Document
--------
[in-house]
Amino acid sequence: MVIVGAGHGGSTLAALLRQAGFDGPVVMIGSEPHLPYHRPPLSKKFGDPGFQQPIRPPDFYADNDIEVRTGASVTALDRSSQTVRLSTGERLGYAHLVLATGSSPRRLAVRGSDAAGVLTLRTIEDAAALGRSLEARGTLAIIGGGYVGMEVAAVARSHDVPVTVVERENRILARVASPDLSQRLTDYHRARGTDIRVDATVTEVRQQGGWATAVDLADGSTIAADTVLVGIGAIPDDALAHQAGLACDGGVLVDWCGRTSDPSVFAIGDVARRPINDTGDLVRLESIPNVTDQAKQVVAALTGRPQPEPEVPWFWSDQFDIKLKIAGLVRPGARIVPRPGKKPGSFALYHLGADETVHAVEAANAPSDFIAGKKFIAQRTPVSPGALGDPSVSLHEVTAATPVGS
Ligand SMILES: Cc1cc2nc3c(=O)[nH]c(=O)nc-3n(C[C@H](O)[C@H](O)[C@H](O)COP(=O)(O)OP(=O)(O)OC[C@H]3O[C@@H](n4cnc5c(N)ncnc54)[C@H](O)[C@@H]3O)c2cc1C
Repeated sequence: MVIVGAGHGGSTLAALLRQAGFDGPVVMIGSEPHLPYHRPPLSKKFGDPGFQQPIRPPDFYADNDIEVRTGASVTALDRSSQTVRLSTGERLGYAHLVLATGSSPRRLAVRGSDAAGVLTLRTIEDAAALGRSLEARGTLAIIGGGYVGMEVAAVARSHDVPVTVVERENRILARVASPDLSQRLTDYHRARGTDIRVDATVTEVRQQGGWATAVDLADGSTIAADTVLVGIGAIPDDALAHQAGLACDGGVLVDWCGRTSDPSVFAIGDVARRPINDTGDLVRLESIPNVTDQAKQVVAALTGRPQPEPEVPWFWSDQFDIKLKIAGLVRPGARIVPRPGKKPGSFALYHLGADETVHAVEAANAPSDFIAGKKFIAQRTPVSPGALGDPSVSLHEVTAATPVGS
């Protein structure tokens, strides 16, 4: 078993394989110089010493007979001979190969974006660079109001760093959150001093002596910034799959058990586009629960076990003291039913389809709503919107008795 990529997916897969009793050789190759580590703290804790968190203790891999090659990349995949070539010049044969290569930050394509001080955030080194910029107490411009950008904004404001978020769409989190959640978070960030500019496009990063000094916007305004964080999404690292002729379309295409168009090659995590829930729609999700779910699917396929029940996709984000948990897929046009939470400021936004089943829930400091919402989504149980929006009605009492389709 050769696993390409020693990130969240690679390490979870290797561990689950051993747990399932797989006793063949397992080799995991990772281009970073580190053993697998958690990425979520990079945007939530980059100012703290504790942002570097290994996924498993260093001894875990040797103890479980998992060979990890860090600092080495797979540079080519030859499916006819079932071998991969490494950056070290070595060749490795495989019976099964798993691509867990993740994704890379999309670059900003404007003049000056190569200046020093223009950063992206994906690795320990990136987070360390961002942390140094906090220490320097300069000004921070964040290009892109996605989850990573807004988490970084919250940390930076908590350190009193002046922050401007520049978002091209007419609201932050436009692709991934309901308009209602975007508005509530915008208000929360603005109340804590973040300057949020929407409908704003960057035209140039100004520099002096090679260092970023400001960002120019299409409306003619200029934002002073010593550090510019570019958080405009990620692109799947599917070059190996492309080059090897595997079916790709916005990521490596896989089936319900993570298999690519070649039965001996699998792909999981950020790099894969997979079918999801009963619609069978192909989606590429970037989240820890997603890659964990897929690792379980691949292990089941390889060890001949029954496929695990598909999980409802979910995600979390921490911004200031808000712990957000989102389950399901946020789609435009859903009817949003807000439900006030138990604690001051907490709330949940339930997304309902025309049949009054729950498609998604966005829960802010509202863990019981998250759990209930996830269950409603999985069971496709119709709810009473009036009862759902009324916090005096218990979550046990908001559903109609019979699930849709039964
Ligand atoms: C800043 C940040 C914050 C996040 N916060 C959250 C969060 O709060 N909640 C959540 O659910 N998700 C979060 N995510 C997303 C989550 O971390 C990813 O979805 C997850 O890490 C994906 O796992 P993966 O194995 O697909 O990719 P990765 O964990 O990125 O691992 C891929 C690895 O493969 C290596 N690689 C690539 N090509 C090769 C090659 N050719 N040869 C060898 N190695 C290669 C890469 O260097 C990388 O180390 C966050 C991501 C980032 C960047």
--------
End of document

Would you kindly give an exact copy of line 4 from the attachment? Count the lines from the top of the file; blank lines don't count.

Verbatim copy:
Repeated sequence: MVIVGAGHGGSTLAALLRQAGFDGPVVMIGSEPHLPYHRPPLSKKFGDPGFQQPIRPPDFYADNDIEVRTGASVTALDRSSQTVRLSTGERLGYAHLVLATGSSPRRLAVRGSDAAGVLTLRTIEDAAALGRSLEARGTLAIIGGGYVGMEVAAVARSHDVPVTVVERENRILARVASPDLSQRLTDYHRARGTDIRVDATVTEVRQQGGWATAVDLADGSTIAADTVLVGIGAIPDDALAHQAGLACDGGVLVDWCGRTSDPSVFAIGDVARRPINDTGDLVRLESIPNVTDQAKQVVAALTGRPQPEPEVPWFWSDQFDIKLKIAGLVRPGARIVPRPGKKPGSFALYHLGADETVHAVEAANAPSDFIAGKKFIAQRTPVSPGALGDPSVSLHEVTAATPVGS